Summary: If you are going for a rock climbing high, you must carry the right backpack. But the problem is there is so many options that you are confused. Here are a few tips.
Rock climbing backpacks or day packs are as much an essential commodity as the harnesses and the ropes. Therefore, choosing a good daypack is extremely important. The key is to find something that supports rock climbing and you should be comfortable wearing it. Remember, you will be hanging from a ledge hundreds of feet above ground. If you are not comfortable wearing the backpack, you might be in great danger.
Selecting the Best for Yourself
This might seem like an overwhelming, sometimes impossible a task for you when you enter the store for the first time. To make things easy, start by asking yourself a few questions. The answers might make your task a little less intimidating.
- How much can I afford?
- Am I going to use it only for rock climbing? Or mountain biking, hiking etc. are also on the list?
- How long and treacherous are the climbs I am planning? Are they 2-5 pitches or 10+?
- Is your climbing partner carrying his own backpack or will he/she be using yours?
- What’s more important – climbing defined features or the weight?
- Durability or weight – what’s more important?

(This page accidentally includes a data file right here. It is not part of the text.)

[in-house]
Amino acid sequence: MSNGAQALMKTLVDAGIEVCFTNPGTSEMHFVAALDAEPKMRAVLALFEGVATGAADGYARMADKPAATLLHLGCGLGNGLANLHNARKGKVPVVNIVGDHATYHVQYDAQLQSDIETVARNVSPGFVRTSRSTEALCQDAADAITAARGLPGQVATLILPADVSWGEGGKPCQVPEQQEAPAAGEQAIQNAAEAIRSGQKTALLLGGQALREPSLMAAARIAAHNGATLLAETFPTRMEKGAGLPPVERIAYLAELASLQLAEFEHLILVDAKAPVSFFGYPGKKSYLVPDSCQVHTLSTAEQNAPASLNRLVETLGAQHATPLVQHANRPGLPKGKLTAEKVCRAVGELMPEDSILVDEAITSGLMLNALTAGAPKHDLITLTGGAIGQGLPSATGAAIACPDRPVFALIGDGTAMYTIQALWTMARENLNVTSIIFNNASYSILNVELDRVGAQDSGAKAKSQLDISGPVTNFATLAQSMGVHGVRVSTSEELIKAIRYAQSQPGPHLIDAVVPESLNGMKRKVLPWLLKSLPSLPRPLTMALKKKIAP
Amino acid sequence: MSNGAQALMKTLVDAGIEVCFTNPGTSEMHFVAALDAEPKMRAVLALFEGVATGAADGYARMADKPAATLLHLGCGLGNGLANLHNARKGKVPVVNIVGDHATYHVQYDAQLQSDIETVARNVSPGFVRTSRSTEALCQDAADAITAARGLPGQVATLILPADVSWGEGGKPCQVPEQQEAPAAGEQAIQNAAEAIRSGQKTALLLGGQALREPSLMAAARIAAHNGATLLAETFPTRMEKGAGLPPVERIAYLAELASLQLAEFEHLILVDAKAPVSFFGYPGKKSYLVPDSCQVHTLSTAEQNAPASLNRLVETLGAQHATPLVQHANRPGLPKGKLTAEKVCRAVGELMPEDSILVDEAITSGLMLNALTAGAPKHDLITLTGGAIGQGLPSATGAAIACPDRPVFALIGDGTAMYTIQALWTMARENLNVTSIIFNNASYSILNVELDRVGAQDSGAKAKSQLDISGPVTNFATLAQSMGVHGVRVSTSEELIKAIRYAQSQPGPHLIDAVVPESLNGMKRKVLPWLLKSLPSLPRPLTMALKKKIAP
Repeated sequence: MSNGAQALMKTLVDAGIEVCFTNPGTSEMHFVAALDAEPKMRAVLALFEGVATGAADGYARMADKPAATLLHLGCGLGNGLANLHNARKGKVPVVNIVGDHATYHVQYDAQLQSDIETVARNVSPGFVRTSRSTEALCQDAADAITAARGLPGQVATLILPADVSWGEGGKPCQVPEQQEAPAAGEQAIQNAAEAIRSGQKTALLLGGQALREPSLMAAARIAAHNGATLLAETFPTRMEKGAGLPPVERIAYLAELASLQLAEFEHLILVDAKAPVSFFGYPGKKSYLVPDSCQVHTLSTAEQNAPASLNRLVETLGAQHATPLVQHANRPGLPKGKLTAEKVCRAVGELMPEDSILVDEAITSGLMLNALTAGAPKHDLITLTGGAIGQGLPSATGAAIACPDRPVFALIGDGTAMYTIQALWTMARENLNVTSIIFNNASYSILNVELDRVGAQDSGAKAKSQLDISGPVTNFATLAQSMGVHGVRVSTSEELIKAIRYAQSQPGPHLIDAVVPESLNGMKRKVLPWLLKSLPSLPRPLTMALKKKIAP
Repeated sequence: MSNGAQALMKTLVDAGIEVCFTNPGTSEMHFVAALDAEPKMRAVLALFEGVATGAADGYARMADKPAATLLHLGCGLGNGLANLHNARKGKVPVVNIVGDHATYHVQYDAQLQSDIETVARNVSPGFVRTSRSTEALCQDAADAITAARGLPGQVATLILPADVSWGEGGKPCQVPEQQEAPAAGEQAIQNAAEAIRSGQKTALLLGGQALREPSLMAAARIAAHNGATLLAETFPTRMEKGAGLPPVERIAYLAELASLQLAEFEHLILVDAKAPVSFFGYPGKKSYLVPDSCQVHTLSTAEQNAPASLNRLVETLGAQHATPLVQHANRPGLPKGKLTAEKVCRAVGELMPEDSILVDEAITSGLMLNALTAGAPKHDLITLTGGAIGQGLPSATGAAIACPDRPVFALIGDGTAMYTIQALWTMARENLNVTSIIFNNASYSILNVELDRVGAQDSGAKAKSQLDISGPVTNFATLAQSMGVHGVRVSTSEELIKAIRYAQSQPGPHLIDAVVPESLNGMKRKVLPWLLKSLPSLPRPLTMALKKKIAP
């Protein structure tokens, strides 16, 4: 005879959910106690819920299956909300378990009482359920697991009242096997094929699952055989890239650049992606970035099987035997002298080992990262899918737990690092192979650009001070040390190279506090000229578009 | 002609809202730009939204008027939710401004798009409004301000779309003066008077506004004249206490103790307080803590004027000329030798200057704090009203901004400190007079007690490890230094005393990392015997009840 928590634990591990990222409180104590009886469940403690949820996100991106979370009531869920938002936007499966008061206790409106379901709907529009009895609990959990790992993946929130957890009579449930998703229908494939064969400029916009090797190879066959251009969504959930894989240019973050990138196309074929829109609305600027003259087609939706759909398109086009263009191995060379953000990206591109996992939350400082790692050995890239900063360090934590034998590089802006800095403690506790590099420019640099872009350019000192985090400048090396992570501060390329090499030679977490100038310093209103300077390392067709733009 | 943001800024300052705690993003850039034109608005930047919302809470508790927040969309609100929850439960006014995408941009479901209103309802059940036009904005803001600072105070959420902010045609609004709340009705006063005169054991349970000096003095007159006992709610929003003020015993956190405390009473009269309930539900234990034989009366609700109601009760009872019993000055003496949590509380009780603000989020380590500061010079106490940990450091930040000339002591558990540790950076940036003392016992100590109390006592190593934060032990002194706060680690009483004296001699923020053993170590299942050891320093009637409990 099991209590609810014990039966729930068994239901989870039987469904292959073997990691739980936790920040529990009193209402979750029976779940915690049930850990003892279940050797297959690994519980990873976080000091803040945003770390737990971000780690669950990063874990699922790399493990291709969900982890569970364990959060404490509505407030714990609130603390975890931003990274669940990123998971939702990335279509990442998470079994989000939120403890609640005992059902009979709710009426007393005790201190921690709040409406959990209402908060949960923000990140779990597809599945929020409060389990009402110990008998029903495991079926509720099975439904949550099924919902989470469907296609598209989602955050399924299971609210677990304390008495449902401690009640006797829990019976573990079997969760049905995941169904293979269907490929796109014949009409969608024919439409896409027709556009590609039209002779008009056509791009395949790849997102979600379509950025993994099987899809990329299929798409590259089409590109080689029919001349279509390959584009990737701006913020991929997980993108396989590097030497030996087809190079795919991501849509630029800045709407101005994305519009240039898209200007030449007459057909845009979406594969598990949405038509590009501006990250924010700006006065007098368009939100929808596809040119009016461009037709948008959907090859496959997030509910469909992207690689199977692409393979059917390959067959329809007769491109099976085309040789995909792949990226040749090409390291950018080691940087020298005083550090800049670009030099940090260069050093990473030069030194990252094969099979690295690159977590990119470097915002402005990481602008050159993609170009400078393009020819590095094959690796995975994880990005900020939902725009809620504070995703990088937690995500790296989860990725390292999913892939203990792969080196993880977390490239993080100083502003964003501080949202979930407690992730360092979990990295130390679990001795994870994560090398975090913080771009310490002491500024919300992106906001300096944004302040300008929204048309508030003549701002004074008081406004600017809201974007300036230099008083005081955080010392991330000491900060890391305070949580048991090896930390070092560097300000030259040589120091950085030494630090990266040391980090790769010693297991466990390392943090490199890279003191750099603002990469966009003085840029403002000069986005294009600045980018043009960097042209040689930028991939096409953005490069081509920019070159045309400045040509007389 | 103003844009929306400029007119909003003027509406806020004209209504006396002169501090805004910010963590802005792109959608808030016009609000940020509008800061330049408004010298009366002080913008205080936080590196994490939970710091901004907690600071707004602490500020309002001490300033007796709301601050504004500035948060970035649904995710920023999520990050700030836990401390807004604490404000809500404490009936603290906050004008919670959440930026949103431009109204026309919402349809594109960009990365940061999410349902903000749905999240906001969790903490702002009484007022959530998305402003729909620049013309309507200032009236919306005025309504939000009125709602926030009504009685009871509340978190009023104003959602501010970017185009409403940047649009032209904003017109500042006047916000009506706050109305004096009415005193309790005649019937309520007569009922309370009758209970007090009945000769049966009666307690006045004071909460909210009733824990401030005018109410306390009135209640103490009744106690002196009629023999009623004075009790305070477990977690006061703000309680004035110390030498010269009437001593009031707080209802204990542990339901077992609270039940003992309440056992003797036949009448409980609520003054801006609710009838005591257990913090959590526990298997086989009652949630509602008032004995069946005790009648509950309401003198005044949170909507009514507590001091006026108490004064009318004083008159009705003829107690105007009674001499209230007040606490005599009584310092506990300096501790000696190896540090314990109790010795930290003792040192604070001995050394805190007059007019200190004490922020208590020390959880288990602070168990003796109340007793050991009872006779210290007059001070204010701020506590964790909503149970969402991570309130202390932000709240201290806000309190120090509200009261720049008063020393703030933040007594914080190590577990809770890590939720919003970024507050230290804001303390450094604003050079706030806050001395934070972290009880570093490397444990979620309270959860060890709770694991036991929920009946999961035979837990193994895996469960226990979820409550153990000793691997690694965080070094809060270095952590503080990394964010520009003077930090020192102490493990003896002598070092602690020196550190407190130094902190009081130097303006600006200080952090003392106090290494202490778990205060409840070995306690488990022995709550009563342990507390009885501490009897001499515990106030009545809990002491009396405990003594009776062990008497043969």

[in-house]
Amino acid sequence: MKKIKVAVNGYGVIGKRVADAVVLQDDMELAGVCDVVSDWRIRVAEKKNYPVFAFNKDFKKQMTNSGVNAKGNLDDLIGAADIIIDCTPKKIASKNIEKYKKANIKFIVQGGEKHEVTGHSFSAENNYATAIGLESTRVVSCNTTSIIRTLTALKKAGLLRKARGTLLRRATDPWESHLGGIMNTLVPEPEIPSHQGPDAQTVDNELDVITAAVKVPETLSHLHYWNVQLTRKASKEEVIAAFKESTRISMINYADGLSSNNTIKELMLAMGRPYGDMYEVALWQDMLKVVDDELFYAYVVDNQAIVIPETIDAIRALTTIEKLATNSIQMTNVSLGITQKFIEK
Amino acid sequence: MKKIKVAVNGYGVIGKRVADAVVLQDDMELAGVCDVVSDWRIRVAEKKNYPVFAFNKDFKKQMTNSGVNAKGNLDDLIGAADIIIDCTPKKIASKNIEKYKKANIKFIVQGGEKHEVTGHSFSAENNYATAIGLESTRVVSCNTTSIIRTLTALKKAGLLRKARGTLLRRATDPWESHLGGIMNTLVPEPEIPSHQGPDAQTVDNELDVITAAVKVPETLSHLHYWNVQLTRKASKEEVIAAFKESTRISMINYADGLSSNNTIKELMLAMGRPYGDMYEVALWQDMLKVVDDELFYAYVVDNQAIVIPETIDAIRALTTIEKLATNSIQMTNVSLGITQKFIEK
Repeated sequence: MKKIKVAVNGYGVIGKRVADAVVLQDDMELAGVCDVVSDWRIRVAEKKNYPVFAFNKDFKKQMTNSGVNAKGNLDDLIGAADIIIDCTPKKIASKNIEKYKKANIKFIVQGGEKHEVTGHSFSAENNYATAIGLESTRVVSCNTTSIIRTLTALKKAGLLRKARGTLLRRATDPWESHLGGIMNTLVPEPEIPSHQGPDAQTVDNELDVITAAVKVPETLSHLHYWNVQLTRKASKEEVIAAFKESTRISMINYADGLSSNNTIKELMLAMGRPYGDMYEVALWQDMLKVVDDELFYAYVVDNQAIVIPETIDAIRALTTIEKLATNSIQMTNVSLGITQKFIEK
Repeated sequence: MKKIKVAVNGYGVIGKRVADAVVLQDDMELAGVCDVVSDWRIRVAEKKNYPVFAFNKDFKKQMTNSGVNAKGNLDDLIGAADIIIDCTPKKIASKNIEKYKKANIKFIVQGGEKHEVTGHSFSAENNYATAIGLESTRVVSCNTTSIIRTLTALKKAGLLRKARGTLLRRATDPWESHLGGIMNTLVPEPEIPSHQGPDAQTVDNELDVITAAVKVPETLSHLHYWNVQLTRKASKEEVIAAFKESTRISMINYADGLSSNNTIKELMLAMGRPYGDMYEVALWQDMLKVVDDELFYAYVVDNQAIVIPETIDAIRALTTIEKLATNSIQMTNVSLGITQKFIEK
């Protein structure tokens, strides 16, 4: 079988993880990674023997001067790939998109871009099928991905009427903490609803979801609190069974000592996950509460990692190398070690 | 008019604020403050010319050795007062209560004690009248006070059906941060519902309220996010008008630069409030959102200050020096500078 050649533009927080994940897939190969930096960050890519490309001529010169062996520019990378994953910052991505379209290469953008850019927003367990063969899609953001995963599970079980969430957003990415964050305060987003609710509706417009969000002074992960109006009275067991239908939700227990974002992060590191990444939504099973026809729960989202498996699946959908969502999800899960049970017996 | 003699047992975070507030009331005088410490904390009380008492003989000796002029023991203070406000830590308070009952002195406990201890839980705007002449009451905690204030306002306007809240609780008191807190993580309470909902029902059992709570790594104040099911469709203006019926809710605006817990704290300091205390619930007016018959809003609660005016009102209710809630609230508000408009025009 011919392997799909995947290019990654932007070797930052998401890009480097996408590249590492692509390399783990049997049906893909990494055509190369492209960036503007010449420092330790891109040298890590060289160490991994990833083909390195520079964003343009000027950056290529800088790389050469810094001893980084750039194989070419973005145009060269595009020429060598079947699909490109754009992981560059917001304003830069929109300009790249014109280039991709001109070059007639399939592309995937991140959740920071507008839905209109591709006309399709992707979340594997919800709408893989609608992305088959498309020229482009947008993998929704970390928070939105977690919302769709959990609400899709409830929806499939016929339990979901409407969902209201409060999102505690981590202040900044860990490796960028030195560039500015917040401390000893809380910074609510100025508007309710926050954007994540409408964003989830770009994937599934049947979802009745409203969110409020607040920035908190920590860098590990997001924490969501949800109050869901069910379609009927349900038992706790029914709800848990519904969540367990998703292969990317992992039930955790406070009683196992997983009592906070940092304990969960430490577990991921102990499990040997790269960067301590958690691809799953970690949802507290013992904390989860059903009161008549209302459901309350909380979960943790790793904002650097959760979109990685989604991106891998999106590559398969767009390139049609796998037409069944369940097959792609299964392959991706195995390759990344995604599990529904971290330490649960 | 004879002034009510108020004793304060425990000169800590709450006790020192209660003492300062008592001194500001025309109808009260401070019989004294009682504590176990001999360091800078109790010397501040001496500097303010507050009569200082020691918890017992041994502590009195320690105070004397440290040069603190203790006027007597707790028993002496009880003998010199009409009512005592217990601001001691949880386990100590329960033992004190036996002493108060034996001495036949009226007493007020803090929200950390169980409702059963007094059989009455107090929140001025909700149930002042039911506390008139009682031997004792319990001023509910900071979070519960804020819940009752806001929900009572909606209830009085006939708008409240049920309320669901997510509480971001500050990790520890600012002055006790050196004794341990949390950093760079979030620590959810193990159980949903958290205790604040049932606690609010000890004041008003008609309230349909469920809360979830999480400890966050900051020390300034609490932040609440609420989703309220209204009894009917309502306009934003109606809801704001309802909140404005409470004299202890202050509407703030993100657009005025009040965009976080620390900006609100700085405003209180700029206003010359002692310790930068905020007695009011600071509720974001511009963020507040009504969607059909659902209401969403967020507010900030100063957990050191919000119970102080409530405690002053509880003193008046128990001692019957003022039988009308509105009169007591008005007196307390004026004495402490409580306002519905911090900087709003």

- Do you like climbing without a waist belt?
- What would be your pack like – a follower’s pack or a leader’s?
Rule out the packs with laptop sleeves and packs with external bungees or mesh pockets. If it’s a rocky climb, these will most definitely tear up though external bungees and mesh pockets are at times very helpful. Do not look at the packs smaller than 12l or larger than 20l. Followers at times have to carry large backpacks for excruciatingly long, cold climbs but we are not covering such climbs. Those who attempt such climbs know exactly what they need. Guess, this has indeed narrowed down your choice!
Leader’s Pack and Follower’s Pack
Certain packs inhibit movement more than some. The best leader’s pack is one that is narrow and fits easily between the shoulder blades and is big enough just for the bare essentials. The follower’s pack is generally bigger and includes extra gear. But it should never be so big as to ruin the climbing experience and pose a threat to the climbers.
Now that you are aware of the types of packs available and that you know your role, simply visit the gear store and make your purchase. Online video tutorials are also available. These are particularly helpful for beginners.